At a time when the city is reeling under acute water shortage, experts have questioned the use of the precious commodity for non-essential purposes, especially for non-drinking use.
While some question the Delhi Jal Board (DJB) for setting up a packaged drinking water bottling plant and selling branded water, others rue the use of treated water for golf courses and water parks.
“Delhi is a water-scarce state… Why should DJB run a bottling plant” said Himanshu Thakkar, an environmentalist.
DJB’s plant at Greater Kailash bottles about 3.5 lakh litres per day into 20-litre, 2-litres, 1.5-litre, 1-litre and even 500 ml jars.
The DJB calls it a “miniscule” amount, but experts say that in times of scarcity, even 100 litres per person would benefit 3,500 persons directly.
“There is a reason for the Greater Kailash plant. When it was started, the Sonia Vihar plant was not operational and many south Delhi areas did not get adequate water,” said a DJB spokesperson. The facility is benefiting consumers even today, the DJB official argued.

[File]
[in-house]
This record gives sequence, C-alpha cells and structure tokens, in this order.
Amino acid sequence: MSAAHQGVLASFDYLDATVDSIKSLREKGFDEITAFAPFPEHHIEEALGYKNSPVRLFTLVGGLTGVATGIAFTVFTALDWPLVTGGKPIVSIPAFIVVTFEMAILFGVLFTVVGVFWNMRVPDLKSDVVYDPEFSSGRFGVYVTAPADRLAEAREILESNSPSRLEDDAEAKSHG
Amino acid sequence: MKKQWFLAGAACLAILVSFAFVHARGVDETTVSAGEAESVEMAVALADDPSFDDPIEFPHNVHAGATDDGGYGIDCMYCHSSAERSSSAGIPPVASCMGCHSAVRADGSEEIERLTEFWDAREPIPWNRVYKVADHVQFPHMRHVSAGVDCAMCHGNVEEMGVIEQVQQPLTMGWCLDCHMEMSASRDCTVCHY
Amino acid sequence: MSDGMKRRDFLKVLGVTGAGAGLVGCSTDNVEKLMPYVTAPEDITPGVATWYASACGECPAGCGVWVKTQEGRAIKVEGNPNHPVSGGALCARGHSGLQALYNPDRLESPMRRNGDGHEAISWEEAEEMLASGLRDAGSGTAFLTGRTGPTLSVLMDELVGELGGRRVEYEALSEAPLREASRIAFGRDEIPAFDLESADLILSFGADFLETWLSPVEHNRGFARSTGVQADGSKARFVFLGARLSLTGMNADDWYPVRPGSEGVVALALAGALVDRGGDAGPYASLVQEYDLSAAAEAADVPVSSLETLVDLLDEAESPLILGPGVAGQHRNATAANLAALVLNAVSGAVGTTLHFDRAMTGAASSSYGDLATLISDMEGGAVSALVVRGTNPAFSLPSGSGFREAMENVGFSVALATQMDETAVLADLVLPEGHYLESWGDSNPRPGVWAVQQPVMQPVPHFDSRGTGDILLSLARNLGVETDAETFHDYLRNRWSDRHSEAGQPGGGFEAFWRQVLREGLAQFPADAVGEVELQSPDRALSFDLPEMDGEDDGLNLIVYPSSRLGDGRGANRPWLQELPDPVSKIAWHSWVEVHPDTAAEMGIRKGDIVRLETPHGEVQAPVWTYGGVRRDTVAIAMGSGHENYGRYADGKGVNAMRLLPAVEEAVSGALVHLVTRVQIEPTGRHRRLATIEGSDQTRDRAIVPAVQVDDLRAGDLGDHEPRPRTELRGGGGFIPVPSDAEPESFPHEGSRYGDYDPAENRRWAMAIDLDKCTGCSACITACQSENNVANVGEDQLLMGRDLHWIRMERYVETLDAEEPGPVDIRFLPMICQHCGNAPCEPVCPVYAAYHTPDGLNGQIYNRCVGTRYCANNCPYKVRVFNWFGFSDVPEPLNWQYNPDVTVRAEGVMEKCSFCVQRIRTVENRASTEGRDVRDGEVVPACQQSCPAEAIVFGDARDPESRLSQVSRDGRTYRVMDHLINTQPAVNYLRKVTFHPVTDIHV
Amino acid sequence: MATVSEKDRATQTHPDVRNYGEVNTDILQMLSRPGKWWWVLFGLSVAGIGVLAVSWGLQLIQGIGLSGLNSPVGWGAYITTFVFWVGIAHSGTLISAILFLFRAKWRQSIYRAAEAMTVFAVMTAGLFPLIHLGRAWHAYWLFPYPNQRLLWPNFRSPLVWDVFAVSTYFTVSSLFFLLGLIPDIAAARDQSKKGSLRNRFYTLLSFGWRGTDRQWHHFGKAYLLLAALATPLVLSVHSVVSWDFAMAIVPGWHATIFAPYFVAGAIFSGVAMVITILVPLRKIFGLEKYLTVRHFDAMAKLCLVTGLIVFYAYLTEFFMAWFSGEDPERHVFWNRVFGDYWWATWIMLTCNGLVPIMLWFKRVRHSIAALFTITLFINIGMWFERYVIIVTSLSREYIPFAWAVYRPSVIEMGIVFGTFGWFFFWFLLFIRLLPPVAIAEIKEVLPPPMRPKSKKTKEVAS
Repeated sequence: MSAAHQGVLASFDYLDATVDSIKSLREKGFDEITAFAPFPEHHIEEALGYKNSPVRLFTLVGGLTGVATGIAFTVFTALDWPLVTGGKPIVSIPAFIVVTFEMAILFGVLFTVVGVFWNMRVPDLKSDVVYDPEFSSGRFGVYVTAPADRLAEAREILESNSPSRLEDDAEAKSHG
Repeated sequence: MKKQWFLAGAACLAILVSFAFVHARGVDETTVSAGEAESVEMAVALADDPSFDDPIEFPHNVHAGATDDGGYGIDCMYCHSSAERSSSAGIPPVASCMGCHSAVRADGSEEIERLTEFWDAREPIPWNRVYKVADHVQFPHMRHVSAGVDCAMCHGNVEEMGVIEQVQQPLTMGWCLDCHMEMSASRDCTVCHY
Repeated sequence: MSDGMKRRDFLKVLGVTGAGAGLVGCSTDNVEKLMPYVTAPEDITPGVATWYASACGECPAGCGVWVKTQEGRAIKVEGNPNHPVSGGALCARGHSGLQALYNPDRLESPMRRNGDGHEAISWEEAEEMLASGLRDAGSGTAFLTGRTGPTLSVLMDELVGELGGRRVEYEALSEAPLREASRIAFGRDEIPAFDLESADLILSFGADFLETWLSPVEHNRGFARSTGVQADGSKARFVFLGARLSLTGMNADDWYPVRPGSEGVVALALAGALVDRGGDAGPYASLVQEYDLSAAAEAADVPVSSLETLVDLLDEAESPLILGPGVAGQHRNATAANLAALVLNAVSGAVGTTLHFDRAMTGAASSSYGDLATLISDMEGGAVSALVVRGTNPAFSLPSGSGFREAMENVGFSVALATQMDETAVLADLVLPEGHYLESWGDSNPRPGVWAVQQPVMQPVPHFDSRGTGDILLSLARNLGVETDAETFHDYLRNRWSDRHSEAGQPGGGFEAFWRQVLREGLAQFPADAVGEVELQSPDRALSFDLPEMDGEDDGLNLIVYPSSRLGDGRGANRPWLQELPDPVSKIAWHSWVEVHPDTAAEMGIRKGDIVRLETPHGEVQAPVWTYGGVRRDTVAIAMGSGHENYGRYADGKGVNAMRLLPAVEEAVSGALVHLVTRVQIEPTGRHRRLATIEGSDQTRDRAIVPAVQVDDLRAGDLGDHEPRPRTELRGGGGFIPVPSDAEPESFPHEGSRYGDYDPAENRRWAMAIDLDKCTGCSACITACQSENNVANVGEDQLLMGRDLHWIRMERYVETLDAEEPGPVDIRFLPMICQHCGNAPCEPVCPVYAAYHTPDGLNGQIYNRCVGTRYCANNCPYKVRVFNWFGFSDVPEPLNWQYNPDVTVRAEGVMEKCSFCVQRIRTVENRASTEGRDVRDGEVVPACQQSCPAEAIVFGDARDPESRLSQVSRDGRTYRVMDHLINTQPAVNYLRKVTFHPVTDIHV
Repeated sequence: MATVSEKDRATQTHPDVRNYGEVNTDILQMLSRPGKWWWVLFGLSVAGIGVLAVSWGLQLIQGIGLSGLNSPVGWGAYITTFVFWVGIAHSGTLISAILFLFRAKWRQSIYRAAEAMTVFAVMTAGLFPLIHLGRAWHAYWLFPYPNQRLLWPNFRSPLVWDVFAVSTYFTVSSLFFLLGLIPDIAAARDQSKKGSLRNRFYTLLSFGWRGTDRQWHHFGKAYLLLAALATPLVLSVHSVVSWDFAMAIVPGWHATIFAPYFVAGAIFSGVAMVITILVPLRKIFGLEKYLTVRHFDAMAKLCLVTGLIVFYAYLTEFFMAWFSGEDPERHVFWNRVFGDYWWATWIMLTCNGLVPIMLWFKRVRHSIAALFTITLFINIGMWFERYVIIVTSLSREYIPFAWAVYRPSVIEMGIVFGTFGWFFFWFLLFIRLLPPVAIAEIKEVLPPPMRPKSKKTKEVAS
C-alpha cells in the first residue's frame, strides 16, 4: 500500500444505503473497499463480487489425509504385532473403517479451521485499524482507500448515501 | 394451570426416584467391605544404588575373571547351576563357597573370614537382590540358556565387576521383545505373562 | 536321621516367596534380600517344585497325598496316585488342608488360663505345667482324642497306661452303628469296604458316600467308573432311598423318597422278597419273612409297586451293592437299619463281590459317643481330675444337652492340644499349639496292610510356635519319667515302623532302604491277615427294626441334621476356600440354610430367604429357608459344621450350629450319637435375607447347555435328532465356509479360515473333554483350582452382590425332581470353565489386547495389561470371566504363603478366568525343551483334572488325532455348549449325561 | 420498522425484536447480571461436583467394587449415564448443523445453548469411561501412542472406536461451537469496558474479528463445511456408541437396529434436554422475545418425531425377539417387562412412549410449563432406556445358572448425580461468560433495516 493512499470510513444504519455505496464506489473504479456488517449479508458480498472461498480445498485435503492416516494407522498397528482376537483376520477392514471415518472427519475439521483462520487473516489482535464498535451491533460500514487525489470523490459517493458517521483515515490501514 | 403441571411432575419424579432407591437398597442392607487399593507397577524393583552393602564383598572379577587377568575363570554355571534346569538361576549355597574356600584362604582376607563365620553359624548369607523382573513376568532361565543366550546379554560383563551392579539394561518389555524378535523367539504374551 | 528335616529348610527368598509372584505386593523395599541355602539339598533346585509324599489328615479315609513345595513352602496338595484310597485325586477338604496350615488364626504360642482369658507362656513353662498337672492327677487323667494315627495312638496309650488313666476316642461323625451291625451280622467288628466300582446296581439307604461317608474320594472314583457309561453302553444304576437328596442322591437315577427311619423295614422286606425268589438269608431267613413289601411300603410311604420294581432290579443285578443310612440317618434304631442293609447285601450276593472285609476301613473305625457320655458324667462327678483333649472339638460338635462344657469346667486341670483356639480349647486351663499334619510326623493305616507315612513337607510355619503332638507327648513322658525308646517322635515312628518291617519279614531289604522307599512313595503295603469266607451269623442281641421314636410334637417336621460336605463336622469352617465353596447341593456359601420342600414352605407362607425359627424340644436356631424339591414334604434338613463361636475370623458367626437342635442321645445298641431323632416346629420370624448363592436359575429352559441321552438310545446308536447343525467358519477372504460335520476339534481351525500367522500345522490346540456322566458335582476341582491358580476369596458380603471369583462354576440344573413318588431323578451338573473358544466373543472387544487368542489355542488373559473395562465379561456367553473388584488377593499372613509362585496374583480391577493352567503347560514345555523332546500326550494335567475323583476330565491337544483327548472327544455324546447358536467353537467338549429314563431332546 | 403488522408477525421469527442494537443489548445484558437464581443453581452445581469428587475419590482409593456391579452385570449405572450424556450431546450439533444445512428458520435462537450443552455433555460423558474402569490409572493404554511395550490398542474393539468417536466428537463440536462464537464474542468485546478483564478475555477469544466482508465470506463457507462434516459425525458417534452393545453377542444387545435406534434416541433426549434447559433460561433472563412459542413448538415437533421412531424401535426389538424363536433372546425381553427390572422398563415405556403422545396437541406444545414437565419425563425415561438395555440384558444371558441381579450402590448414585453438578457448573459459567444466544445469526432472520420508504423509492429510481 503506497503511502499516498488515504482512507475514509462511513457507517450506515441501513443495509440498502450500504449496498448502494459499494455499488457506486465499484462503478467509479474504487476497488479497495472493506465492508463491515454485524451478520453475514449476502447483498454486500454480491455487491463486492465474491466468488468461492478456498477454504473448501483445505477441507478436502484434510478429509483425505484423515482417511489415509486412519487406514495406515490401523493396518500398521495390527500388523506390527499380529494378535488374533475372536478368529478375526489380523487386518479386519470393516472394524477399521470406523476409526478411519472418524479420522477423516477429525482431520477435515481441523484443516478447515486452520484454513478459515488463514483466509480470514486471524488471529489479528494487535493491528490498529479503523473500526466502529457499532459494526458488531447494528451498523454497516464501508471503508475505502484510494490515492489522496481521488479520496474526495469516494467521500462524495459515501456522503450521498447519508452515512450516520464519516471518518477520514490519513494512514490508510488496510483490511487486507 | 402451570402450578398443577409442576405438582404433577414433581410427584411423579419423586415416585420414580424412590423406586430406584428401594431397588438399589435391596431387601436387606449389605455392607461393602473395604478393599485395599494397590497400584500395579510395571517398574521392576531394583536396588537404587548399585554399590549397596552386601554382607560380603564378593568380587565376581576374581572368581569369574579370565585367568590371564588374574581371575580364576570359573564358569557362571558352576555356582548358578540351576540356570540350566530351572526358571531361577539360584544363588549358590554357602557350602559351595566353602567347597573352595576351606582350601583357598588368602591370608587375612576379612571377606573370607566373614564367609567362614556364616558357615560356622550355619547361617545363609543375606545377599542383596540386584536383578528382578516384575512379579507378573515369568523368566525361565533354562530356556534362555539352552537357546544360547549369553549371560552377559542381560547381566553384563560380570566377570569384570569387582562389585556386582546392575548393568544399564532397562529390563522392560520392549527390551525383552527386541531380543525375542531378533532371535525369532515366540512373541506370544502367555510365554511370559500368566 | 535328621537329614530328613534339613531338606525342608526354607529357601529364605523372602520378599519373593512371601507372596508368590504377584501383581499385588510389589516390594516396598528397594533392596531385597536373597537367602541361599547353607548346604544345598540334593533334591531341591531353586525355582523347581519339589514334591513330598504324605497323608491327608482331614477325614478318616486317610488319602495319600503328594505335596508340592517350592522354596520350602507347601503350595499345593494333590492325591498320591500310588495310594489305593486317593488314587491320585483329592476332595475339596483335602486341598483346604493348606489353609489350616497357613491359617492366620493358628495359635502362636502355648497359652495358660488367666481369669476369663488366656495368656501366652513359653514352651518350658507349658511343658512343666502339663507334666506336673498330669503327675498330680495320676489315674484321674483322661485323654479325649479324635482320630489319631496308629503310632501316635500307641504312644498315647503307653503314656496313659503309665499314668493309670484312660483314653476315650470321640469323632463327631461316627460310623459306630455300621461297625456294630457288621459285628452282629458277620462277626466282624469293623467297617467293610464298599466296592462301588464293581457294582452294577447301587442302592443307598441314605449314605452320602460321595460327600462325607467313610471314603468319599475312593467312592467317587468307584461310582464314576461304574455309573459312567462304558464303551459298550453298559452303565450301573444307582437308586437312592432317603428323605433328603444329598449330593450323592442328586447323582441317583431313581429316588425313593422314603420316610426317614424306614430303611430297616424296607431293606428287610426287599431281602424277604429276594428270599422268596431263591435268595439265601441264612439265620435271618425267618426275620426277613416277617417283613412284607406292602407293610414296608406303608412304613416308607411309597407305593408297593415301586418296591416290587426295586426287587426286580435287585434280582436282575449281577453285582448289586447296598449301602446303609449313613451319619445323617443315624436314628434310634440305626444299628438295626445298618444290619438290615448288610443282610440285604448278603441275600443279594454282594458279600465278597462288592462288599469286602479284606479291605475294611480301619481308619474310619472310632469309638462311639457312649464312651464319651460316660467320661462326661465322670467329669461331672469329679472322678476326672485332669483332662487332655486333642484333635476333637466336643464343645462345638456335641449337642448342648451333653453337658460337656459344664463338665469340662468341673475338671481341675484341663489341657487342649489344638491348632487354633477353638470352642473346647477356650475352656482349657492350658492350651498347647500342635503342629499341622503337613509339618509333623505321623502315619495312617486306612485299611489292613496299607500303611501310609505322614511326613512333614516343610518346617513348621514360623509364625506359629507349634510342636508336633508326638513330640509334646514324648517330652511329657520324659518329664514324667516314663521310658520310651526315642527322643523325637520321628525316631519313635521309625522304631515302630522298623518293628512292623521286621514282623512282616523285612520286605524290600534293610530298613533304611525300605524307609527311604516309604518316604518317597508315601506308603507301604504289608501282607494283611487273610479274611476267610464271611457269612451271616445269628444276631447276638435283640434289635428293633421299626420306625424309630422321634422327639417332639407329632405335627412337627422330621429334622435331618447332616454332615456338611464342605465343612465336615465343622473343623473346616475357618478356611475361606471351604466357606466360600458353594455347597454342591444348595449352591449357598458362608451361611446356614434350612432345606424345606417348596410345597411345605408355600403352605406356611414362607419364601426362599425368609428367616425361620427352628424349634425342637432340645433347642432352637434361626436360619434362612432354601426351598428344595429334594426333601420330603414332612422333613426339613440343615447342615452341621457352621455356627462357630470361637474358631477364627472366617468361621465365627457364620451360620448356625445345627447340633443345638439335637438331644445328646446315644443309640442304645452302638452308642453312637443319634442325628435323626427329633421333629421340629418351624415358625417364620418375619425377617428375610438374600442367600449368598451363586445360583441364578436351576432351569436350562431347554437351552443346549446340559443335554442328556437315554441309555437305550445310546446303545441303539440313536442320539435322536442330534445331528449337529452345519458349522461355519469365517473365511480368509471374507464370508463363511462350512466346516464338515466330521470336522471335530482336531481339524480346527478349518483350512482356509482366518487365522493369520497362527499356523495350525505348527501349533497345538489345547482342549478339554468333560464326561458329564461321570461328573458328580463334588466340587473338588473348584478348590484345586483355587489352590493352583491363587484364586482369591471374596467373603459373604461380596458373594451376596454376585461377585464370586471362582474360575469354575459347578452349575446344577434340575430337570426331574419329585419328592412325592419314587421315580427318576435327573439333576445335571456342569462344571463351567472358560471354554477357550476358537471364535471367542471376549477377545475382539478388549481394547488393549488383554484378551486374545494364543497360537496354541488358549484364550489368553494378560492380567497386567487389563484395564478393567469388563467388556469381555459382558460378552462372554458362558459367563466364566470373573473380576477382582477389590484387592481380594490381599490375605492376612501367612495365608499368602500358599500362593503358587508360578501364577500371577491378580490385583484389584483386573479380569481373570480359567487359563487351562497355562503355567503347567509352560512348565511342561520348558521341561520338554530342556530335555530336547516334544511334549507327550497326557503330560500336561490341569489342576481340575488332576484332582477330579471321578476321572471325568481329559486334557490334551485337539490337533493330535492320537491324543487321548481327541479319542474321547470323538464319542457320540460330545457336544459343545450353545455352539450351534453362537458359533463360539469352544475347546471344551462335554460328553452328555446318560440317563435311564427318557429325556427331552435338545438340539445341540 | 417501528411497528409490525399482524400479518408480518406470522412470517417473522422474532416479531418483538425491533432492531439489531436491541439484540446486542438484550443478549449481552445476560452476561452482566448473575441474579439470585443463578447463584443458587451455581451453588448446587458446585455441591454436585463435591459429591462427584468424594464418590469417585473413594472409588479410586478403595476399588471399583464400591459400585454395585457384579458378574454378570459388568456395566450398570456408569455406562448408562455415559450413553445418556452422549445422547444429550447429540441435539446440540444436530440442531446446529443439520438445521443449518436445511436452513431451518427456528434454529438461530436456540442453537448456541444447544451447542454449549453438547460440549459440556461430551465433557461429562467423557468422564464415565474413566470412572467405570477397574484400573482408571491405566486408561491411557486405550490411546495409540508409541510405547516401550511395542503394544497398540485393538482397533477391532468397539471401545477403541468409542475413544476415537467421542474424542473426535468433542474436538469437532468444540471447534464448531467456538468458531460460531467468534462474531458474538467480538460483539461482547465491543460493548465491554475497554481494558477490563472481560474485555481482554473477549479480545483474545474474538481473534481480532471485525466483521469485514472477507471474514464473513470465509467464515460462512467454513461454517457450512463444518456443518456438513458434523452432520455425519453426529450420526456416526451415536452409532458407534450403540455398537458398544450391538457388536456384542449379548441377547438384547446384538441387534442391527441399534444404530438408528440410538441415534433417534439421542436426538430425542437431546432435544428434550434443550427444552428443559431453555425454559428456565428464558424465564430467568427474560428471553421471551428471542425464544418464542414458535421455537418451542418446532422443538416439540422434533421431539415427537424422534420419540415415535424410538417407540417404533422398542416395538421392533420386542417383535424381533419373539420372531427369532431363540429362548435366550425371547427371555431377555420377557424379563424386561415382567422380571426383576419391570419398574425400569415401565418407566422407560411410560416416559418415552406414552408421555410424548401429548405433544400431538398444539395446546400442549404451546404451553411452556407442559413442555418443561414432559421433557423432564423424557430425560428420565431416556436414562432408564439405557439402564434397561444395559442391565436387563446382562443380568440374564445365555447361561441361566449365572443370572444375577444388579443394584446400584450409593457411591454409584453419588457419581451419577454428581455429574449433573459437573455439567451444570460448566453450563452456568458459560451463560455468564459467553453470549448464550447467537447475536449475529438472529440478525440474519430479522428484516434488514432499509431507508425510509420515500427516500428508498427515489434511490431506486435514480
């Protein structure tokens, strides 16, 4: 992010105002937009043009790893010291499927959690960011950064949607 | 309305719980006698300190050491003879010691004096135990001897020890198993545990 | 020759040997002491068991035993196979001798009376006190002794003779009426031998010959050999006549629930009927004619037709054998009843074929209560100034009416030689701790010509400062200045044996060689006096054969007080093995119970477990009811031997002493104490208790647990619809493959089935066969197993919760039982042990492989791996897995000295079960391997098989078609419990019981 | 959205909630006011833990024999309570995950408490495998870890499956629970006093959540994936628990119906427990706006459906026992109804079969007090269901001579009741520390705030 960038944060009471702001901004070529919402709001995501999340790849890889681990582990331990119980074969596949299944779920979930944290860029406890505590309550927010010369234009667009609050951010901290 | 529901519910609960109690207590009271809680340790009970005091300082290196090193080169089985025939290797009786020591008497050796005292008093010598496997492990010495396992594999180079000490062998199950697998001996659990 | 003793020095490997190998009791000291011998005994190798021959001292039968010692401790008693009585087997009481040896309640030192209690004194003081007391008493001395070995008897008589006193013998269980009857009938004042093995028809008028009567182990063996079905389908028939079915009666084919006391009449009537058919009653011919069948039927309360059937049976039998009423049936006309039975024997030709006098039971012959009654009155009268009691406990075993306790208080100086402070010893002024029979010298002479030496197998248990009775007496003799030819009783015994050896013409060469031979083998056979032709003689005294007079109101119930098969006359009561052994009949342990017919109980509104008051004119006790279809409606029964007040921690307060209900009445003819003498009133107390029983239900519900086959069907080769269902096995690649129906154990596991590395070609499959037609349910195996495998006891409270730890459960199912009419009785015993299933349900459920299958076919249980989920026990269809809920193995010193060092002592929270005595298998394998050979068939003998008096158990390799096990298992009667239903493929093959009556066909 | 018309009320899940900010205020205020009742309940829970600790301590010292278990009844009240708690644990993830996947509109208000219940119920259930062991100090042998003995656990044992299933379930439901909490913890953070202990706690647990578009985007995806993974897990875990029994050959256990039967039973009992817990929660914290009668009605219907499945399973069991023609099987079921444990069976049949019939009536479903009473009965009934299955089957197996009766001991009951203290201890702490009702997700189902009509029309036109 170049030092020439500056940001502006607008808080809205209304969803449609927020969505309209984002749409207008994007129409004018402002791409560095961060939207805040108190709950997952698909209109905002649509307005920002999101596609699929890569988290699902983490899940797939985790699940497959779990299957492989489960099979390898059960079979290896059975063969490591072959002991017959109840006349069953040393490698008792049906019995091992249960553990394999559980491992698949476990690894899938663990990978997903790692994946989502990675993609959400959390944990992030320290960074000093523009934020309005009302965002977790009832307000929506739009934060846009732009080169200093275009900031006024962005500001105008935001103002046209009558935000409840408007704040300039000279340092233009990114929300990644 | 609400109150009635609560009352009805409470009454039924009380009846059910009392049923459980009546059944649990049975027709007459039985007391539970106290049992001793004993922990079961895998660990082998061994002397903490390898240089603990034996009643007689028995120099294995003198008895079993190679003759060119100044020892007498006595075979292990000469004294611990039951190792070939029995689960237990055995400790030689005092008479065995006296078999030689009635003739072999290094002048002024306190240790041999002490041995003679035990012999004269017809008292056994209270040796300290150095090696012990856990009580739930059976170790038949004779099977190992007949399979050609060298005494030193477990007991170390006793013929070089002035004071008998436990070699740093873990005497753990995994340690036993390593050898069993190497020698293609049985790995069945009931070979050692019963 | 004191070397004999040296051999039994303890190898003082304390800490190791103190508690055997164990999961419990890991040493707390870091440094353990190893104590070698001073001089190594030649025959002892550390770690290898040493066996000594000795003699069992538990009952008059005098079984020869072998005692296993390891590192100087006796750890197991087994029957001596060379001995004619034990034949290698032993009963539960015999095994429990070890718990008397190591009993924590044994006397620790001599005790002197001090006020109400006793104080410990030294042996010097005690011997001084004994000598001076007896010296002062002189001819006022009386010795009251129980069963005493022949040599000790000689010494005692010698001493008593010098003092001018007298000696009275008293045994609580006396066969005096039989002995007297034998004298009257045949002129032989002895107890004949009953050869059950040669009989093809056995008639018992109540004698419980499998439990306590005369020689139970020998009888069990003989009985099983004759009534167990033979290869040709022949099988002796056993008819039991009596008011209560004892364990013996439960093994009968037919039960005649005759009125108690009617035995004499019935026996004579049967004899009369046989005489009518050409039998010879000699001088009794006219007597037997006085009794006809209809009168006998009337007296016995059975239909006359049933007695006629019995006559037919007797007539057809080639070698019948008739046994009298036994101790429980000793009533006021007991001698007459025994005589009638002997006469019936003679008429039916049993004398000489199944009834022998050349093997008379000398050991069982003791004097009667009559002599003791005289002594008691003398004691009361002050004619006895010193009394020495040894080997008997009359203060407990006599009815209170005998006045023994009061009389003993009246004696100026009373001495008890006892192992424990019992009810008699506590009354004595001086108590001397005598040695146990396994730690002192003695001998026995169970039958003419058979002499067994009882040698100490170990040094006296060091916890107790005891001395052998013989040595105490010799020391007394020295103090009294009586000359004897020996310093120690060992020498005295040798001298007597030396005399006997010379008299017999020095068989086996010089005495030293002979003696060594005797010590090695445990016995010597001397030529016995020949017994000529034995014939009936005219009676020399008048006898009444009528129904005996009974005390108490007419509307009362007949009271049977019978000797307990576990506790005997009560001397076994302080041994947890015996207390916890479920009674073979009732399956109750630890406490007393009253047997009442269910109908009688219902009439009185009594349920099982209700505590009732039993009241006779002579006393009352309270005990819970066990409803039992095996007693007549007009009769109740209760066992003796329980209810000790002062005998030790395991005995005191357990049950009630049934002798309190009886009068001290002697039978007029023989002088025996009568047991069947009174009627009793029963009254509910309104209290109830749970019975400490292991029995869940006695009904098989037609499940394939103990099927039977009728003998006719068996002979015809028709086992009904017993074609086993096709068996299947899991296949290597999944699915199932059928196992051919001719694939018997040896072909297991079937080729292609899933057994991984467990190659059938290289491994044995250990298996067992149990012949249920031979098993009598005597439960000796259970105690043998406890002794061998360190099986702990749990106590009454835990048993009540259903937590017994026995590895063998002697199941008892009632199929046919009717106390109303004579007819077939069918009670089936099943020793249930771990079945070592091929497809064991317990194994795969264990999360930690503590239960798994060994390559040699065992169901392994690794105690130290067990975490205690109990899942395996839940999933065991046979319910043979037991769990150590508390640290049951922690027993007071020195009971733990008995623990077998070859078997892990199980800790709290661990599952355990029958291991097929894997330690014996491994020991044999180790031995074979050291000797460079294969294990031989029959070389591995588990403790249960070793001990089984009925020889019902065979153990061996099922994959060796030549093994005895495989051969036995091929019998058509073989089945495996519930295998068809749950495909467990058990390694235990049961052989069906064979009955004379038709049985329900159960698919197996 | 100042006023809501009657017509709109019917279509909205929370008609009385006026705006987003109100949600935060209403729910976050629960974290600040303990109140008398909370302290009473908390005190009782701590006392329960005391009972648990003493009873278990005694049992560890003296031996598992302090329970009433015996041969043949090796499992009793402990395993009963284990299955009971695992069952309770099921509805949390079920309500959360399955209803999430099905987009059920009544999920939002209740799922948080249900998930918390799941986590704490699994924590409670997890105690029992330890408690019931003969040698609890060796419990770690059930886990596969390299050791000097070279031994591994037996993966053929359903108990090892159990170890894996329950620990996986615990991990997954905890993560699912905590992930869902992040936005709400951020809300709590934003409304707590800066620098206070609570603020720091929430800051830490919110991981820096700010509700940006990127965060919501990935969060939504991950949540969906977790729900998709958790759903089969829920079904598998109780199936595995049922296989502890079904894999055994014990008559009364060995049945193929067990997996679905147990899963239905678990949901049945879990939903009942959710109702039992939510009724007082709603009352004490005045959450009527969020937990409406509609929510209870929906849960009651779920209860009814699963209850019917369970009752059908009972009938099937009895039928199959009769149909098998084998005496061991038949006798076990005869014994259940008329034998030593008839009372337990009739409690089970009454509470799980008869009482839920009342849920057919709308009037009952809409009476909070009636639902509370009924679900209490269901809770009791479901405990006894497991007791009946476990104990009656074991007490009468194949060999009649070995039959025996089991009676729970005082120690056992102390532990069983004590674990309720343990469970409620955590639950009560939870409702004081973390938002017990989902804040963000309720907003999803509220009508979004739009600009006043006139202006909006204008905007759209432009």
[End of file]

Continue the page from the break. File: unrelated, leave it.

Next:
Golf courses and water parks, both catering to a niche segment, are known water guzzlers and targets of environmentalists. The average water consumption of an 18-hole golf course is 1 lakh litres per day. There are a minimum of eight golf courses in Delhi and at least six water parks.
Environmentalist Manoj Misra of Yamuna Jiye Abhiyan agreed, “Fresh treated water should not at all be used for non-potable needs. Only re-cycled water should be used.”
But the DJB said it can hardly do anything about it. “Golf course land does not belong to us and hence that is not in our purview,” the spokesperson said.